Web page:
Wednesday, July 27, 2011

Meeting In The Middle

So let's see if I understand: Conservative NYT columnist David Brooks, who recently made waves across the intertubes by saying Republicans were being ridiculous, now says both sides are being intransigent, and it's Obama's fault. (So no one could mistake his argument for coherent, in the same column that takes Obama to task for "losing his cool" and speaking to the American people, he also says that speech got Congressional leaders to start doing their jobs. You can work on that one. My point is merely what's obvious.

To review: way back when, so-called budget negotiations began with each side staking their positions. For Ds, it was no cuts in social programs, and raising taxes on the wealthy. For Rs, it was no taxes, no closing of loopholes, and drastic cuts in social programs.

Time passed. People "negotiated." President Obama offered significant cuts in social programs, enough to piss off his constituency, and agreed not to raise taxes, but only to close egregious loopholes. In response, Republicans agreed to.... nothing. Their position changed from no taxes, big cuts, keep the loopholes, to no taxes, big cuts, keep the loopholes.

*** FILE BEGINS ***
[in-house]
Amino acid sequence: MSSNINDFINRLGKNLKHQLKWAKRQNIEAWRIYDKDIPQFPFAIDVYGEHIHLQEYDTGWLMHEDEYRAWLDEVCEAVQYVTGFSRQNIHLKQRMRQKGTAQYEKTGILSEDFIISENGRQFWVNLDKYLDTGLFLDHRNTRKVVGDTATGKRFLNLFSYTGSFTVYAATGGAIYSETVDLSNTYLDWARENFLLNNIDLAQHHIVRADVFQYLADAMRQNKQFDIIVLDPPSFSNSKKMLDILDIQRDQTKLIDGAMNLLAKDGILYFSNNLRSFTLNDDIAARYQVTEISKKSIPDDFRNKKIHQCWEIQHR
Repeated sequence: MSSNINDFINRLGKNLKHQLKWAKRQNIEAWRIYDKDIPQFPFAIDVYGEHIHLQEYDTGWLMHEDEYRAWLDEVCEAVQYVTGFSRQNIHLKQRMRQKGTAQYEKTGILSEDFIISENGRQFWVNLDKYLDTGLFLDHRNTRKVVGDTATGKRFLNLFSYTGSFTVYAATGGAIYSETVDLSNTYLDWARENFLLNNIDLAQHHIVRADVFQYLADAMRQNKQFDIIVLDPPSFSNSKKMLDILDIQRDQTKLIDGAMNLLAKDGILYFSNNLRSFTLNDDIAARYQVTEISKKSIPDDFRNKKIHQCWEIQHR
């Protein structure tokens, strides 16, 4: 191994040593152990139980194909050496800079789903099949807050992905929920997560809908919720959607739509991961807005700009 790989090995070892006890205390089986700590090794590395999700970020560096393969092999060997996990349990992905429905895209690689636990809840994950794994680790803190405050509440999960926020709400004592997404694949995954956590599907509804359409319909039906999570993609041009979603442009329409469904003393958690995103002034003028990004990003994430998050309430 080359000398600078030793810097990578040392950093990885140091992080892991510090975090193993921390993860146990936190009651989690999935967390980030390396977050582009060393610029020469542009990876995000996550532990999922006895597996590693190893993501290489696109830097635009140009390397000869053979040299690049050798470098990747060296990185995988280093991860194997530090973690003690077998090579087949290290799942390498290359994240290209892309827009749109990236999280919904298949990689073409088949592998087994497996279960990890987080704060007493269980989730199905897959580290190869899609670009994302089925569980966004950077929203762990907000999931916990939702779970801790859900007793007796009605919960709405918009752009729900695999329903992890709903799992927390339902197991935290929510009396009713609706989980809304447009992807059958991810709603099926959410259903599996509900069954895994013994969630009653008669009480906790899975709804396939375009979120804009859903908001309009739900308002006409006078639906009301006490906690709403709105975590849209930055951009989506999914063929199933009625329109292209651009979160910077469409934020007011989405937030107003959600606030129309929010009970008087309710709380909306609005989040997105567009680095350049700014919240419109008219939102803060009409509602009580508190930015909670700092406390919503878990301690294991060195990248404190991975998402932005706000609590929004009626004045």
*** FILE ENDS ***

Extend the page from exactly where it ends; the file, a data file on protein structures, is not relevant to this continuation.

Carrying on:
And the pundit class (trying hard not to be, you know, factual and therefore "liberal") manages a straight face while saying both sides are unwilling to budge.

Whatever else is true about the parties to the debate -- and who the hell knows what's true any more? -- it's only Democrats who've been willing to compromise. Sure, Rs have offered varying levels of cuts. But's it's always been cuts only. It's always been an approach which will coddle the wealthy, and will screw the non-wealthy, the environment, the future. It's Ds who, in the spirit of America, have actually conceded ground. Maybe they should, maybe they shouldn't. But they have, and Rs have not (while lying about the reasons). To argue otherwise is to see that which is not there.

Imagine that: making stuff up and calling it an argument.

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